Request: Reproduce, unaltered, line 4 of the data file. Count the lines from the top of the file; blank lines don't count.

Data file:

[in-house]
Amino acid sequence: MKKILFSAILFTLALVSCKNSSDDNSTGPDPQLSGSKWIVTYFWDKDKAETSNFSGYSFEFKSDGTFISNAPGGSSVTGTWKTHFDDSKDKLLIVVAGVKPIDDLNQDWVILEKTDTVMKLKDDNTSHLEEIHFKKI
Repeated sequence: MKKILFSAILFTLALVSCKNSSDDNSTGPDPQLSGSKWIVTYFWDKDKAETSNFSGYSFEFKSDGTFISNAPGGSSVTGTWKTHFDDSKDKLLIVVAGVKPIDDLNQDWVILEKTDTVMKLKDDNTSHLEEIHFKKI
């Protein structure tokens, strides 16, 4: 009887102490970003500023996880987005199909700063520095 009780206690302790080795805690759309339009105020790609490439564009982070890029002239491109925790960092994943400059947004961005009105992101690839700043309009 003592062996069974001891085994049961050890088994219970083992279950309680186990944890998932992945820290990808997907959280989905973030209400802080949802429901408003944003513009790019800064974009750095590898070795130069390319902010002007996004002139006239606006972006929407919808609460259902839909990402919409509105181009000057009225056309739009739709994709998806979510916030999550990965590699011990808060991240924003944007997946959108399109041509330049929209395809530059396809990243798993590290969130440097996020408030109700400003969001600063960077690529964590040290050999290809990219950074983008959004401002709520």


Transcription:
């Protein structure tokens, strides 16, 4: 009887102490970003500023996880987005199909700063520095 009780206690302790080795805690759309339009105020790609490439564009982070890029002239491109925790960092994943400059947004961005009105992101690839700043309009 003592062996069974001891085994049961050890088994219970083992279950309680186990944890998932992945820290990808997907959280989905973030209400802080949802429901408003944003513009790019800064974009750095590898070795130069390319902010002007996004002139006239606006972006929407919808609460259902839909990402919409509105181009000057009225056309739009739709994709998806979510916030999550990965590699011990808060991240924003944007997946959108399109041509330049929209395809530059396809990243798993590290969130440097996020408030109700400003969001600063960077690529964590040290050999290809990219950074983008959004401002709520």